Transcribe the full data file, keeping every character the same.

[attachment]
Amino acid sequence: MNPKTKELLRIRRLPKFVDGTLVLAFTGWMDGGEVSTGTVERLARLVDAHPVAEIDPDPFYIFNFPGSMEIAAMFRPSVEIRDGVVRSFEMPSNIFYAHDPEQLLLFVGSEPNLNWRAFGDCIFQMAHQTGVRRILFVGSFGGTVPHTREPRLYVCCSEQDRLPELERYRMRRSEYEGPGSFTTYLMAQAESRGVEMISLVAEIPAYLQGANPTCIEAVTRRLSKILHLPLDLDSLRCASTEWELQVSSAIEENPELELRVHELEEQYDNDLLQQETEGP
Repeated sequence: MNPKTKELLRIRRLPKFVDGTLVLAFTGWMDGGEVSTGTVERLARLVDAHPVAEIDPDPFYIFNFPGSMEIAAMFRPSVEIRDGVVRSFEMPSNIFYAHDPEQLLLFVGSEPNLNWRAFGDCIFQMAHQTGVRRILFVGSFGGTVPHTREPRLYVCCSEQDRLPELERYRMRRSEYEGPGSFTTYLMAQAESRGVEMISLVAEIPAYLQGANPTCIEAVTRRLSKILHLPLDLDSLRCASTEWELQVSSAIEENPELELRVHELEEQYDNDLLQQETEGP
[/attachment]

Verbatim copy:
Amino acid sequence: MNPKTKELLRIRRLPKFVDGTLVLAFTGWMDGGEVSTGTVERLARLVDAHPVAEIDPDPFYIFNFPGSMEIAAMFRPSVEIRDGVVRSFEMPSNIFYAHDPEQLLLFVGSEPNLNWRAFGDCIFQMAHQTGVRRILFVGSFGGTVPHTREPRLYVCCSEQDRLPELERYRMRRSEYEGPGSFTTYLMAQAESRGVEMISLVAEIPAYLQGANPTCIEAVTRRLSKILHLPLDLDSLRCASTEWELQVSSAIEENPELELRVHELEEQYDNDLLQQETEGP
Repeated sequence: MNPKTKELLRIRRLPKFVDGTLVLAFTGWMDGGEVSTGTVERLARLVDAHPVAEIDPDPFYIFNFPGSMEIAAMFRPSVEIRDGVVRSFEMPSNIFYAHDPEQLLLFVGSEPNLNWRAFGDCIFQMAHQTGVRRILFVGSFGGTVPHTREPRLYVCCSEQDRLPELERYRMRRSEYEGPGSFTTYLMAQAESRGVEMISLVAEIPAYLQGANPTCIEAVTRRLSKILHLPLDLDSLRCASTEWELQVSSAIEENPELELRVHELEEQYDNDLLQQETEGP